We don't have health economists in this country that are able to give a holistic value of a particular product. Sometimes we simply look at the bottom line, but we don't look at all the other costs that would be saved if that product was made available earlier and at a lower price. Things like that need to be factored in to the medical services of this country. One of the things that particularly concerned me was that we often—in fact, too often—do not support medicines and new technologies that are being researched for rare conditions or where we have a smaller research firm looking at something. If it's a rare condition obviously the market for the product is not going to be large and the required investment sometimes simply doesn't justify the cost of research, not because the product or technology won't work but because the money and effort for the research won't be returned to the researchers even if the product is approved. Given the delays in and the costs of applications, many a time the researchers simply don't give the product the priority it needs. It's the same for small research companies that quite often have a great idea and do some terrific research, but the cost to them of taking their product through the system and to market are prohibitive. Again, in those cases the real losers are the people that would have benefited from having the product available because they're struggling day after day with the health condition that that research would have targeted.

I think we can do better with respect to those smaller research companies and those suffering from rare conditions, and that is one of the things that we ought to be focusing on. Obviously, listening to the patient groups also impacted on the committee's final assessment of what we could and should be doing. Patient groups are not given a strong enough voice in the approvals system that we currently have, and I believe that they need to be. In fact, even the approvals system needs to adapt to the point where, when applications are being assessed, the professionals that are making those assessment are in tune with the latest technology. If that means bringing on specialists in different parts of the approvals process then so be it, because we do have some very good professionals in this country who are experts in their field. We should be drawing on their expertise and their advice when a product relating to their field is being brought to market.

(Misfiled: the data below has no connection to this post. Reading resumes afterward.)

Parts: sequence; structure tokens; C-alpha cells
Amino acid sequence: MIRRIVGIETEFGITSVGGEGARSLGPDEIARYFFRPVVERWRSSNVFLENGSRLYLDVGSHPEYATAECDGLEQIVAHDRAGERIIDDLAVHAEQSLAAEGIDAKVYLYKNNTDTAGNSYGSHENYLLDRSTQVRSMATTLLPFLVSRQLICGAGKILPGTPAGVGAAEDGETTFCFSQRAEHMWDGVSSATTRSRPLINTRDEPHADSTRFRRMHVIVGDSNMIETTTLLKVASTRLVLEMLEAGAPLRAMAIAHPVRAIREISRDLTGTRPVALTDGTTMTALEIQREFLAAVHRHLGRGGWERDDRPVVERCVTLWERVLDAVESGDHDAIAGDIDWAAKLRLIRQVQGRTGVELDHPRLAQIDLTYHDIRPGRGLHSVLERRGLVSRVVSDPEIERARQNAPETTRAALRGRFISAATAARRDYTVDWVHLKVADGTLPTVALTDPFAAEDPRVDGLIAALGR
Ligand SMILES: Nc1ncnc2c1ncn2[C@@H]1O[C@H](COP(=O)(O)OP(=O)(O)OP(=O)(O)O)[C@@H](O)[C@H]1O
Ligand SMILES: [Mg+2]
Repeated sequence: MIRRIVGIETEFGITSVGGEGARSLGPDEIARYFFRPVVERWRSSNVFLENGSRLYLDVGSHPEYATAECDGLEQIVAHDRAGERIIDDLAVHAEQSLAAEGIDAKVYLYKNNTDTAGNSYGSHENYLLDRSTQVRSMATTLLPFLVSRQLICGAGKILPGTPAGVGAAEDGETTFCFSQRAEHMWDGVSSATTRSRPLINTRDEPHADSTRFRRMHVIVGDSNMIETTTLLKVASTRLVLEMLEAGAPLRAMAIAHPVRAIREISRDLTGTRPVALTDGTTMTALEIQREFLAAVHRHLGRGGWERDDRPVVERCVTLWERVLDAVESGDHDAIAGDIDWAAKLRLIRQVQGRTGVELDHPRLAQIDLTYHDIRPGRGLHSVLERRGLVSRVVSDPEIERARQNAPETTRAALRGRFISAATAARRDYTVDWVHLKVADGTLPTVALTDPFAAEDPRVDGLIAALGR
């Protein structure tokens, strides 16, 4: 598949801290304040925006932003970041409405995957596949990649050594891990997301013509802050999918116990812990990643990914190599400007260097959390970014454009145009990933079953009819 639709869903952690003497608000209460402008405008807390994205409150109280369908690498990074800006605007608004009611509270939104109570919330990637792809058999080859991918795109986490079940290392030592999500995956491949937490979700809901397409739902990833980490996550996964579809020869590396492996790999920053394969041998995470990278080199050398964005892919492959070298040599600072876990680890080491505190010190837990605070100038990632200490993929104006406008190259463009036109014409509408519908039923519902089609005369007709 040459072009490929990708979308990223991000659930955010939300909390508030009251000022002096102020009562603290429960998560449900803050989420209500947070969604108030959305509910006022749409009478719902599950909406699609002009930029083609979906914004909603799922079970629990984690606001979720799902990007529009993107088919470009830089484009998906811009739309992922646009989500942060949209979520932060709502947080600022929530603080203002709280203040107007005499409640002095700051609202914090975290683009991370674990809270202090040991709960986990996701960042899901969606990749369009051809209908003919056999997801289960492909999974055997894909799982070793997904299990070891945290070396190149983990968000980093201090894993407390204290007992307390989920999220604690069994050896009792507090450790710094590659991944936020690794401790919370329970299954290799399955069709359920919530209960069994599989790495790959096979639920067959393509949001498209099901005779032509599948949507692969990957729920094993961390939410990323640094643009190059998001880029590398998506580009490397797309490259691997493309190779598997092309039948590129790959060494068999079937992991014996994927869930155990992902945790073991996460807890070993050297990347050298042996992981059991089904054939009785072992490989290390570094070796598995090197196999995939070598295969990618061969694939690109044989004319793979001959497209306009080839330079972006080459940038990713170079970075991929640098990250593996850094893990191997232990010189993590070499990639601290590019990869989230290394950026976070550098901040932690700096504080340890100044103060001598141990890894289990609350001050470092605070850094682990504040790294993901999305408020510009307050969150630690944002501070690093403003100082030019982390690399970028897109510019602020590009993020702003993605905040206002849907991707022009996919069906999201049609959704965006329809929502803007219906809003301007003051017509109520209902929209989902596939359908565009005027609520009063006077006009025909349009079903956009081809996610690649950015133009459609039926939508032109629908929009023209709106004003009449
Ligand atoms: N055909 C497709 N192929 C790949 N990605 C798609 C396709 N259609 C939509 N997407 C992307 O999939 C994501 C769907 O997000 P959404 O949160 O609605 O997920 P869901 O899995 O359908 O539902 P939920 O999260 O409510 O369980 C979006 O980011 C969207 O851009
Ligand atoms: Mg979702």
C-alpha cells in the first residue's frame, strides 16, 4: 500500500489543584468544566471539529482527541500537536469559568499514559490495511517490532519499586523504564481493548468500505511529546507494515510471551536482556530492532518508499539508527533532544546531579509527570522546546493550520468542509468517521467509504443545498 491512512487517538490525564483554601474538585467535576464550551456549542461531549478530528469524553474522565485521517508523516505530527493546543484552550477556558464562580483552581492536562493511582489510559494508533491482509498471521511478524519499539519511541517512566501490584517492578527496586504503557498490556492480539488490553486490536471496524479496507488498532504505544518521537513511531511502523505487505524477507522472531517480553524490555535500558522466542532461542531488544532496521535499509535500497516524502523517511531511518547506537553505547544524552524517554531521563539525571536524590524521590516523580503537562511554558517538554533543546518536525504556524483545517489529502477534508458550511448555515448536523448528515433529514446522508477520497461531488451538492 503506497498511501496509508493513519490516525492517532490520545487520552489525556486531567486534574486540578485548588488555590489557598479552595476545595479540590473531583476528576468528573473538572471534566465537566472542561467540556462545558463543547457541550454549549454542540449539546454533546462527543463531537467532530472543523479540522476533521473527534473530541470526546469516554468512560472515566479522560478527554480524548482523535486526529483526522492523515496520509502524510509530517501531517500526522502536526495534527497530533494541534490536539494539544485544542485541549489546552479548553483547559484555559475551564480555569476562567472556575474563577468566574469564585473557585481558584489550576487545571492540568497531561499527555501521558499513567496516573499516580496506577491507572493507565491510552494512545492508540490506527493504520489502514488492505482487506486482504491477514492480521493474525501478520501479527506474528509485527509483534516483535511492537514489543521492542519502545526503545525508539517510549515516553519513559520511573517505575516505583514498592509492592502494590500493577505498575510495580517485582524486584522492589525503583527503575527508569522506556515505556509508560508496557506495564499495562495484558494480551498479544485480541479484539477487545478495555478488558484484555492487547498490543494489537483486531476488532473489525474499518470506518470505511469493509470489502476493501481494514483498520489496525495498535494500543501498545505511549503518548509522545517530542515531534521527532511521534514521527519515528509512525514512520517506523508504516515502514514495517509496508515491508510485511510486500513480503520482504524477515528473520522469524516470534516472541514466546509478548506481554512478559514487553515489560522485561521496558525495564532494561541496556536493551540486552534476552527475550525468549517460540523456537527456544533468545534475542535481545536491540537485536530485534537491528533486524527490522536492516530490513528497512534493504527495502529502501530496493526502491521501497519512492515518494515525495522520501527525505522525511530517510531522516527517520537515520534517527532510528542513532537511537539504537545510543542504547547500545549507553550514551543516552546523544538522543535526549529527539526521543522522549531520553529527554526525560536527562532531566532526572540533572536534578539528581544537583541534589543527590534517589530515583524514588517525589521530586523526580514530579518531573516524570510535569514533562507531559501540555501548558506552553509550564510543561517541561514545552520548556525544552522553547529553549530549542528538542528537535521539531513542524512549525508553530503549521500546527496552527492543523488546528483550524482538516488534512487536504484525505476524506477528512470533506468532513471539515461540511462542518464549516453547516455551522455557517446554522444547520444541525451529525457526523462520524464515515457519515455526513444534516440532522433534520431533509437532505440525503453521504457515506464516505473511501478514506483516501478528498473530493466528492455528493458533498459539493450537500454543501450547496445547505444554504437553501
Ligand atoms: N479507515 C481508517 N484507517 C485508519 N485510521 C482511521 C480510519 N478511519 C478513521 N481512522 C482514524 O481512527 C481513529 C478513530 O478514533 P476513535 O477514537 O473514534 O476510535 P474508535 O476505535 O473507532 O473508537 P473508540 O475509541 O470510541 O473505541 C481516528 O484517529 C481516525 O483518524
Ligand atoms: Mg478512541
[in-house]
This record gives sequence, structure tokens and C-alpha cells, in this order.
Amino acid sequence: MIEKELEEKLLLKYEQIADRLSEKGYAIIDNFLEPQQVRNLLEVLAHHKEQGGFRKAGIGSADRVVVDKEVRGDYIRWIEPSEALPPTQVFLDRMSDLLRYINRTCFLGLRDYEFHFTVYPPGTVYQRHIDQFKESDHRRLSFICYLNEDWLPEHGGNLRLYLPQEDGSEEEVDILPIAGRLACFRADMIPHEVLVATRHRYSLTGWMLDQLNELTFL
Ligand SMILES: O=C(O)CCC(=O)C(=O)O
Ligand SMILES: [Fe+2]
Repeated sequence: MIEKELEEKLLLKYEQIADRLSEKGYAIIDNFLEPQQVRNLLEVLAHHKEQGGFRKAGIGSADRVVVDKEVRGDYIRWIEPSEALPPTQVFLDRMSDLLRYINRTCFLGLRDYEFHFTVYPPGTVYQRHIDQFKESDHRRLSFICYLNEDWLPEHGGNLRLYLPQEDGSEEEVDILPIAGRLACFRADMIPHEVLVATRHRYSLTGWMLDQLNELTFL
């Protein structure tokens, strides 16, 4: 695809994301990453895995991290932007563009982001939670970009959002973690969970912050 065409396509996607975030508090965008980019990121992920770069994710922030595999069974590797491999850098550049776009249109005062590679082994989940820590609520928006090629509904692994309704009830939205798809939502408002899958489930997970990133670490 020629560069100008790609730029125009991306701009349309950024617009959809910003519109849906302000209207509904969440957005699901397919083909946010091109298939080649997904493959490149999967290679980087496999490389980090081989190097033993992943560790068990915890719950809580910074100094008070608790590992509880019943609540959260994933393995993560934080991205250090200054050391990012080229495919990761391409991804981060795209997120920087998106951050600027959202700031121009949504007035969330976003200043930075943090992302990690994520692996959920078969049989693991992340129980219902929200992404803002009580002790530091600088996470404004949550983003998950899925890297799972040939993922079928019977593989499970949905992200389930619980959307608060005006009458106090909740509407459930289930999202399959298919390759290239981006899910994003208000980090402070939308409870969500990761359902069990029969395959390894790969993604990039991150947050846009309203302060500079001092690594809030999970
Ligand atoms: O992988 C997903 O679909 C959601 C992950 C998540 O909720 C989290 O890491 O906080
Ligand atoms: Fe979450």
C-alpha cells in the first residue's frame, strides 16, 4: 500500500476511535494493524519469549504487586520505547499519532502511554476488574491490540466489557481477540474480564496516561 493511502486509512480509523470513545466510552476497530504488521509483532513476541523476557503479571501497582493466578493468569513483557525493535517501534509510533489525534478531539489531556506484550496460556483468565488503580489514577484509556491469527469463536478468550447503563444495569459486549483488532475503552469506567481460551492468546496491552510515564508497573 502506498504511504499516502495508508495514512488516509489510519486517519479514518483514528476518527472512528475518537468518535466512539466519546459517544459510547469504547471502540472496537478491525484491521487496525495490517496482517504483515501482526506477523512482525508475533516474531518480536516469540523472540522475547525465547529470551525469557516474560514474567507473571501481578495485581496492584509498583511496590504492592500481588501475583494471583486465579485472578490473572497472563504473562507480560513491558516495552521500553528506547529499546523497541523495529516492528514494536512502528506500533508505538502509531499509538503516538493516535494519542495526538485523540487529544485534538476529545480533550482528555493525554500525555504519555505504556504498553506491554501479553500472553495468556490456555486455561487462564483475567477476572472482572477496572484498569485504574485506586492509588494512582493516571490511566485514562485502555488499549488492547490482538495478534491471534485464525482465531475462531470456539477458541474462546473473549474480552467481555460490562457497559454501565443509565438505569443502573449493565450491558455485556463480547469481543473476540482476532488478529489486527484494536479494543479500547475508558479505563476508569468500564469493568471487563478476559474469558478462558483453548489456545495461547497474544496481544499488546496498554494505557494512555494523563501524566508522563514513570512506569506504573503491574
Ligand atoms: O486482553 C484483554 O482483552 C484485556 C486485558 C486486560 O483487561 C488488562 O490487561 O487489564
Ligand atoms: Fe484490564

Another thing that concerns me—and I'm pleased that the recommendations go to this as well—is the very fee structure that we have in place. One of the concerns that was raised by so many is that, if an applicant doesn't get approved in the first round, the reapplication fees can be exorbitant. There were applicants who simply didn't proceed on that basis. We need to have a sliding scale of fees where, once an application has been dealt with, the subsequent applications, given the work that's already gone in to the first assessment, could be a lot lower, as they should be. We should also have a system in place—and the recommendations also go to this—whereby applicants who simply don't have the money are able to repay the money once they start making a profit from the product, perhaps like our university HECS fees system. I'll finish on this: I think the recommendations are comprehensive and I hope that future governments take this report seriously, because a lot of good work went into it. I hope the report doesn't simply sit on shelves collecting dust, because if it does people in Australia will continue to suffer unnecessarily because medical products that could have been brought to market early are simply not being brought to market.